The S&P 500 index has lifted nicely from its 52-week low of 769, set earlier this month. Optimists have interpreted the move as a sign of a market bottom, and they may well be right. But that doesn’t mean all stocks are cheap.
Take Weight Watchers International, for example. Since a public offering in mid-November of last year, the stock has been on a tear, rising from $24 to a recent $47. True, Weight Watchers had some good news: Both its earnings and attendance at the company’s weight-loss classes have been above expectations. Recent controversy about the extent of America’s problems with weight and obesity has also helped the stock.
Still, Weight Watchers looks a bit too pricey. It sells for 36 times expected earnings per share for this year. Contrast that with an estimated annual price-to-earnings ratio of 18 for the S&P 500. And Weight Watcher’s price-to-sales ratio (PSR) of 7 isn’t exactly reassuring.
Another red flag: For its latest reported quarter, ended June, Weight Watchers’ total debt stood at 83% of total assets. That’s down from the prior quarter, but still looks ugly next to the 25% average for S&P 500 companies.
Like the other companies in the table, Weight Watchers has good fundamentals and promising growth prospects, but the market may have bid its shares too high in relation to its industry or historical norms.
Full story at Forbes.com
Posted by Gillies on October 30, 2002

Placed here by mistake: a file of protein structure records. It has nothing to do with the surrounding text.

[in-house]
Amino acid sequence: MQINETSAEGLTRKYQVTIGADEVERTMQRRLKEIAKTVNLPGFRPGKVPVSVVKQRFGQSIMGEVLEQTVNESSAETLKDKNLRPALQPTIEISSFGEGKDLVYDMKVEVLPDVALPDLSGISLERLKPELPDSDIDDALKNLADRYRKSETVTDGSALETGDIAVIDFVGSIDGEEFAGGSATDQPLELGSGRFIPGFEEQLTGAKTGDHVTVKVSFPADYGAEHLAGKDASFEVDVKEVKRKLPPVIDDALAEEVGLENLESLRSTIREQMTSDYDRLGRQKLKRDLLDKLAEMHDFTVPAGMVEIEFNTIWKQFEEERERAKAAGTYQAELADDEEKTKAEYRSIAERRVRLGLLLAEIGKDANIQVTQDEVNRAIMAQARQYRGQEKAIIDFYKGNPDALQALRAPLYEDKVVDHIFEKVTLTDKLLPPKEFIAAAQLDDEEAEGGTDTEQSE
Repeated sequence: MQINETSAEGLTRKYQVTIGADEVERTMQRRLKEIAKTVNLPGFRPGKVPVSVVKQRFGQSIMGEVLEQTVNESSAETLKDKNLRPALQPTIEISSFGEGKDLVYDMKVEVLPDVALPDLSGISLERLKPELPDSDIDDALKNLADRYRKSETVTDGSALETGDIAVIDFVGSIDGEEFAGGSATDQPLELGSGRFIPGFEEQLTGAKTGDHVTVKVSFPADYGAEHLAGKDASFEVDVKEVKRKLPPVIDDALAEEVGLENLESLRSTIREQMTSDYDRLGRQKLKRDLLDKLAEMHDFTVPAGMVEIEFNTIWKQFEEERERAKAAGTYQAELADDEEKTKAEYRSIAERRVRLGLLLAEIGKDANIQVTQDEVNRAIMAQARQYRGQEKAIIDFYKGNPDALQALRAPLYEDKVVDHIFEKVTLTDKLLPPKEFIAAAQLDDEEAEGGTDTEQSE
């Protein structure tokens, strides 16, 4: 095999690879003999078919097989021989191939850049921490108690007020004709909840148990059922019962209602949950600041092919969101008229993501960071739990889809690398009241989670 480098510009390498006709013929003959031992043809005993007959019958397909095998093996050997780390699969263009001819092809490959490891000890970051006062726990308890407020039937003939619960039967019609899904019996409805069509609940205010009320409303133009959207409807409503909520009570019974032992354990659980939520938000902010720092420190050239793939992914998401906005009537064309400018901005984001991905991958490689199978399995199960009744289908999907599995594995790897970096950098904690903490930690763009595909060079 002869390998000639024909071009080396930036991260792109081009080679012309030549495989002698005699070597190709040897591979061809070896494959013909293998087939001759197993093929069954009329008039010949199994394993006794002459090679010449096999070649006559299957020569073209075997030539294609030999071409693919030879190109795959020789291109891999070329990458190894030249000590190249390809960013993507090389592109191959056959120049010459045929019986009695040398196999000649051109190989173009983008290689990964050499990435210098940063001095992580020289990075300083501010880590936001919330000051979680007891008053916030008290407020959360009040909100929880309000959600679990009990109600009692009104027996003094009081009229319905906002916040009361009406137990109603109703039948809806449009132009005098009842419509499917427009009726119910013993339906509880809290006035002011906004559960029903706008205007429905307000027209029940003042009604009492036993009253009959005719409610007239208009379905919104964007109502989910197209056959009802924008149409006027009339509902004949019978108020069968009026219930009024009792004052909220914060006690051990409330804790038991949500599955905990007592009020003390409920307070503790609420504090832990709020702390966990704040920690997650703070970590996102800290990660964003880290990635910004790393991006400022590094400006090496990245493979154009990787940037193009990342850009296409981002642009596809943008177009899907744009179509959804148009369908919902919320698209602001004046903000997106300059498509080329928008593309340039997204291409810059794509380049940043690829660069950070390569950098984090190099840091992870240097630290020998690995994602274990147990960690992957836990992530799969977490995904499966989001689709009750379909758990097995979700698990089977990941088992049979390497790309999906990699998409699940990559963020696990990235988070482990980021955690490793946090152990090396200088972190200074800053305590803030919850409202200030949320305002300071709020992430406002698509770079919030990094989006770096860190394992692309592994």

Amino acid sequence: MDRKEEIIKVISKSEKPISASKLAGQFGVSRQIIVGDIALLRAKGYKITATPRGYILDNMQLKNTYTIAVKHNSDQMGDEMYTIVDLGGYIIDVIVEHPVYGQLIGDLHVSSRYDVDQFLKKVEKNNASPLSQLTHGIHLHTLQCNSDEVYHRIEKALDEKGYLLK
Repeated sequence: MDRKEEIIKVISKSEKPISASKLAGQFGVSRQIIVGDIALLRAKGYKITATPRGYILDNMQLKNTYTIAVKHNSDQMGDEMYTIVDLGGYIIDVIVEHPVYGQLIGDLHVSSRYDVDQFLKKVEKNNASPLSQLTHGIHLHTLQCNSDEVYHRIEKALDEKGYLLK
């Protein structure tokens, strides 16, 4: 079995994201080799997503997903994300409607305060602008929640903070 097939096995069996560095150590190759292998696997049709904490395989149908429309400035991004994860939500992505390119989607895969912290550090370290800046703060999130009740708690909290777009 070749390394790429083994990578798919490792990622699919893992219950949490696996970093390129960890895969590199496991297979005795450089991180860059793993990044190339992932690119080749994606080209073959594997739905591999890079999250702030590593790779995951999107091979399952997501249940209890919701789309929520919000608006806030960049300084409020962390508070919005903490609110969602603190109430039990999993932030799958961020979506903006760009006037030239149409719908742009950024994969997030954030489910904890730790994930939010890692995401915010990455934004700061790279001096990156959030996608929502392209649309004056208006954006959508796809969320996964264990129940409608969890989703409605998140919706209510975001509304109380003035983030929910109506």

Only the most efficient companies fare well in a period of falling prices and slack productive capacity. Look at the success of low-cost operators such as Southwest Airlines and JetBlue, or Dell’s continued dominance in computer hardware. Predicting more such winners in the current economy isn’t easy, but one strategy might help: Bet on companies carrying a manageable debt load.
“Having debt is never so expensive as when inflation is low and moving lower,” says Jason Trennert, investment strategist and senior managing director at New York brokerage and economic research firm International Strategy & Investment.
Trennert and colleagues don’t expect a surge in corporate pricing power anytime soon. What’s more, even if trouble in the Middle East forces oil prices up in the short term (see story, p. 126), the deflationary trend is unlikely to abate. Why? Companies, still saddled with too much capacity, will find it hard to pass on energy costs to consumers. “There’s no way to sugarcoat a spike in oil prices,” Trennert warns.
Full story (reg. required) at Forbes.com
Posted by Gillies on October 28, 2002
According to Edward Yardeni’s “Fed model,” it’s a great time to buy stocks.
An investment strategist with Prudential Securities, Yardeni derived this valuation technique from a 1997 monetary policy paper from the Federal Reserve. Roughly speaking, Yardeni’s model (never endorsed by the Fed) says that the fair value price for the S&P 500 is equal to estimated earnings for the index divided by the yield on the ten-year Treasury note.
According to Thomson Financial, estimated next-12-month earnings for the S&P 500 now stand at $54.53 a share. Divide that by the 3.996% yield on the ten-year Treasury, and you arrive at a fair value price for the S&P 500 of 1,365. As of last night, the index closed at 881.
Thus, by Yardeni’s model, the market is undervalued by 35%.
Full story at Forbes.com
Posted by Gillies on October 16, 2002